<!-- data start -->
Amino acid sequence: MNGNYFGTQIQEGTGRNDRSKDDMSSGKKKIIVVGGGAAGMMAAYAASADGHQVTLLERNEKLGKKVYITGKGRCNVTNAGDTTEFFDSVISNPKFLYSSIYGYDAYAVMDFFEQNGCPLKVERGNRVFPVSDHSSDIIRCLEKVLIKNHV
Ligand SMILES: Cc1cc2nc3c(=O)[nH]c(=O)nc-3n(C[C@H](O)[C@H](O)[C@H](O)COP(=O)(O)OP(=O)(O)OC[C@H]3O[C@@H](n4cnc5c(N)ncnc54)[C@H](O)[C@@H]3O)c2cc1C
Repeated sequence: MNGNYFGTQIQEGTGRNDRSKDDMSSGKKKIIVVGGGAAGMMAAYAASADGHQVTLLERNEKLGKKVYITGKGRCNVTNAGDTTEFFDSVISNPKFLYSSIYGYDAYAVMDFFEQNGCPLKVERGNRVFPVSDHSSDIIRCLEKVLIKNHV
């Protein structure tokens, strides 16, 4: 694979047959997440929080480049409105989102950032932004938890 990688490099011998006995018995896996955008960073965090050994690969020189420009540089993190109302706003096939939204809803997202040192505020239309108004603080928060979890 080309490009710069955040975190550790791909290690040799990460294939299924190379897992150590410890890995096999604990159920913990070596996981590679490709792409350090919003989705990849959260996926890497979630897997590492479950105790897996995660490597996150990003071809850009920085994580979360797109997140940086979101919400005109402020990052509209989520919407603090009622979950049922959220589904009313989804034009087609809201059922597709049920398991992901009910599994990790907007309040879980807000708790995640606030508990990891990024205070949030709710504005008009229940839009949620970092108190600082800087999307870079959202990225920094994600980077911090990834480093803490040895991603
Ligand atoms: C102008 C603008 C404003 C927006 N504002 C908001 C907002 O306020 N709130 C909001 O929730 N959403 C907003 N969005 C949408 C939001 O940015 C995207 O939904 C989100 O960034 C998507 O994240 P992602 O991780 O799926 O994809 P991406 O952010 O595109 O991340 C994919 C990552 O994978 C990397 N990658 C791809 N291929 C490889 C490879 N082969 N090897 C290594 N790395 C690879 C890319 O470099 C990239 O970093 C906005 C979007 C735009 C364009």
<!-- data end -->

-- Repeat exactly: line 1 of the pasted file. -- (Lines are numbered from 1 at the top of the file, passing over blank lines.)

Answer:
Amino acid sequence: MNGNYFGTQIQEGTGRNDRSKDDMSSGKKKIIVVGGGAAGMMAAYAASADGHQVTLLERNEKLGKKVYITGKGRCNVTNAGDTTEFFDSVISNPKFLYSSIYGYDAYAVMDFFEQNGCPLKVERGNRVFPVSDHSSDIIRCLEKVLIKNHV